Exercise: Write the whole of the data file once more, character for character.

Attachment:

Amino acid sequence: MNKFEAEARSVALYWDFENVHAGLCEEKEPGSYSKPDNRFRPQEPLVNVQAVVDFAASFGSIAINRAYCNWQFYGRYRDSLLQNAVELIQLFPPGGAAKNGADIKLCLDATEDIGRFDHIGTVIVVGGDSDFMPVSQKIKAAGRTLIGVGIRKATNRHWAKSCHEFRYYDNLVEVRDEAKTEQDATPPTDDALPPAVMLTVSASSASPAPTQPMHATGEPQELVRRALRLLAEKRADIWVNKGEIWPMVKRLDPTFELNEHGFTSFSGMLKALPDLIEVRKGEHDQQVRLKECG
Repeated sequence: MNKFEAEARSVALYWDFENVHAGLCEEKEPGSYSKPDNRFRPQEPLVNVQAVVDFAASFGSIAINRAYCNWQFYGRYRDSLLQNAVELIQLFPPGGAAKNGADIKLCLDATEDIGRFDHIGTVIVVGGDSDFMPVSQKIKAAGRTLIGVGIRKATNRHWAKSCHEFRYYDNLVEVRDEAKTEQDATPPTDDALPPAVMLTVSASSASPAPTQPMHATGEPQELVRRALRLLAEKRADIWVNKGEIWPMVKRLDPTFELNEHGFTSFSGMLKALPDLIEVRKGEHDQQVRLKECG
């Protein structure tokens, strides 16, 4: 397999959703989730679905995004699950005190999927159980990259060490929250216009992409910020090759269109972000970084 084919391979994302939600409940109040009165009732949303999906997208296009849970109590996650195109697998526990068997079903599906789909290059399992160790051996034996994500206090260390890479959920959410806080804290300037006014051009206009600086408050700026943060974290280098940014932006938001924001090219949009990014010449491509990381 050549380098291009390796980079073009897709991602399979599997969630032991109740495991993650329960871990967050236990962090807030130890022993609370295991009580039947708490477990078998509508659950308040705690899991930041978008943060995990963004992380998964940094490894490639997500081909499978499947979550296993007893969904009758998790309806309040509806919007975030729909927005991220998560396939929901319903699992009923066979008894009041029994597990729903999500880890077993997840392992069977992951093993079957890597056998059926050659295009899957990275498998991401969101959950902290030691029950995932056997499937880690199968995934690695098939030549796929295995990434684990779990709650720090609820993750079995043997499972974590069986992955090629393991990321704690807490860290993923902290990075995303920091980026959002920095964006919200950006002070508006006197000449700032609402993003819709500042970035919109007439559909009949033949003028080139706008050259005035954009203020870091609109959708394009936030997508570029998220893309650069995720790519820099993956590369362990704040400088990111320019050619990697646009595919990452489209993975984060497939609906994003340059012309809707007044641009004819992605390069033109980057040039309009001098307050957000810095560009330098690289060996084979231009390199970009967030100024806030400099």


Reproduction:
Amino acid sequence: MNKFEAEARSVALYWDFENVHAGLCEEKEPGSYSKPDNRFRPQEPLVNVQAVVDFAASFGSIAINRAYCNWQFYGRYRDSLLQNAVELIQLFPPGGAAKNGADIKLCLDATEDIGRFDHIGTVIVVGGDSDFMPVSQKIKAAGRTLIGVGIRKATNRHWAKSCHEFRYYDNLVEVRDEAKTEQDATPPTDDALPPAVMLTVSASSASPAPTQPMHATGEPQELVRRALRLLAEKRADIWVNKGEIWPMVKRLDPTFELNEHGFTSFSGMLKALPDLIEVRKGEHDQQVRLKECG
Repeated sequence: MNKFEAEARSVALYWDFENVHAGLCEEKEPGSYSKPDNRFRPQEPLVNVQAVVDFAASFGSIAINRAYCNWQFYGRYRDSLLQNAVELIQLFPPGGAAKNGADIKLCLDATEDIGRFDHIGTVIVVGGDSDFMPVSQKIKAAGRTLIGVGIRKATNRHWAKSCHEFRYYDNLVEVRDEAKTEQDATPPTDDALPPAVMLTVSASSASPAPTQPMHATGEPQELVRRALRLLAEKRADIWVNKGEIWPMVKRLDPTFELNEHGFTSFSGMLKALPDLIEVRKGEHDQQVRLKECG
């Protein structure tokens, strides 16, 4: 397999959703989730679905995004699950005190999927159980990259060490929250216009992409910020090759269109972000970084 084919391979994302939600409940109040009165009732949303999906997208296009849970109590996650195109697998526990068997079903599906789909290059399992160790051996034996994500206090260390890479959920959410806080804290300037006014051009206009600086408050700026943060974290280098940014932006938001924001090219949009990014010449491509990381 050549380098291009390796980079073009897709991602399979599997969630032991109740495991993650329960871990967050236990962090807030130890022993609370295991009580039947708490477990078998509508659950308040705690899991930041978008943060995990963004992380998964940094490894490639997500081909499978499947979550296993007893969904009758998790309806309040509806919007975030729909927005991220998560396939929901319903699992009923066979008894009041029994597990729903999500880890077993997840392992069977992951093993079957890597056998059926050659295009899957990275498998991401969101959950902290030691029950995932056997499937880690199968995934690695098939030549796929295995990434684990779990709650720090609820993750079995043997499972974590069986992955090629393991990321704690807490860290993923902290990075995303920091980026959002920095964006919200950006002070508006006197000449700032609402993003819709500042970035919109007439559909009949033949003028080139706008050259005035954009203020870091609109959708394009936030997508570029998220893309650069995720790519820099993956590369362990704040400088990111320019050619990697646009595919990452489209993975984060497939609906994003340059012309809707007044641009004819992605390069033109980057040039309009001098307050957000810095560009330098690289060996084979231009390199970009967030100024806030400099």